Very pleased to be giving a paper with Anne Marggraf-Turley on Romanticism and total surveillance at the 29th Chaos Computer Club annual congress (29C3), moving this year from Berlin to Hamburg due to reasons of space. The conference theme is "Not My Department", a reference to the wonderful song by Tom Lehrer about German WWII rocket scientist "Wernher von Braun", who worked on the US space programme: "Once the rockets are up, who cares where they come down/ That's not my department, says Wernher von Braun". The 29C3 conference paper includes a keynote by Jacob Appelbaum, mentioned in "Melting the Wax" on this blog (January 2012). Appelbaum is one of the co-authors with Julian Assange of Cypherpunks (2012), and featured in a two-part television discussion about the history and politics of hacking on The Julian Assange Show, controversially broadcast on Russia Today earlier this year.
Our talk at 29C3, which will be live-streamed, examines the formation in the Romantic period of the imaginative structures that helped to shape the ideology of mass surveillance culture as we know it, and live with it, today. We explore how some of the most potent forms of resilience to that culture also emerged in the Romantic period. Here's our abstract. See you there!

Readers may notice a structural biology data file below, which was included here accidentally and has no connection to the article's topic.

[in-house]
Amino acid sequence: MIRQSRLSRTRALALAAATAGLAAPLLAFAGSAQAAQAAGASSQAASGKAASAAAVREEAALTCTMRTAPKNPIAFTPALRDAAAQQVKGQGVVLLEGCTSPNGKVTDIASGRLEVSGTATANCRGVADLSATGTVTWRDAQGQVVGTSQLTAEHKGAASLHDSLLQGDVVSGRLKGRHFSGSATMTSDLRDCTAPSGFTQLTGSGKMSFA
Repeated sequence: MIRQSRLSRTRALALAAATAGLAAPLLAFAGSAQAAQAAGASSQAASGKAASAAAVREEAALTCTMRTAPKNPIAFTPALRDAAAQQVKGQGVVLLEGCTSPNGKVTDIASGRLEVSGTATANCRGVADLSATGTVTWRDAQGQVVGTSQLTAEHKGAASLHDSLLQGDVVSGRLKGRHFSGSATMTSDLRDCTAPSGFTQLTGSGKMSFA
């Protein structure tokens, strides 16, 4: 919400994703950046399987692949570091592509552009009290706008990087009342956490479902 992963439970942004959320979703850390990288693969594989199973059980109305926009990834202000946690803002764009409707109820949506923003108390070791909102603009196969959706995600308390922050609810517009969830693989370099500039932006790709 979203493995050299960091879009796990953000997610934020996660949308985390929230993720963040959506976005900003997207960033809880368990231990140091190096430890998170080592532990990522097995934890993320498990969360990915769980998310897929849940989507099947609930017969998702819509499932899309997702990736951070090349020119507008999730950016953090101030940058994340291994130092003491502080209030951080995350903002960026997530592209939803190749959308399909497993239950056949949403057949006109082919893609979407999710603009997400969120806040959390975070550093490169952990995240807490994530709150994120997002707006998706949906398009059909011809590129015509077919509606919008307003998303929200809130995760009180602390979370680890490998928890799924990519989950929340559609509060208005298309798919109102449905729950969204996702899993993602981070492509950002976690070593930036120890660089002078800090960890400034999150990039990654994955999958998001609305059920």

The Times Literary Supplement has just printed a new version of the Keats work I co-authored with Jayne Archer and Howard Thomas in March that updates and extends the original research (TLS, 7 Dec 2012). We're very proud to be in the issue, which includes a lead review by Jonathan Bate of four recent biographies of Keats.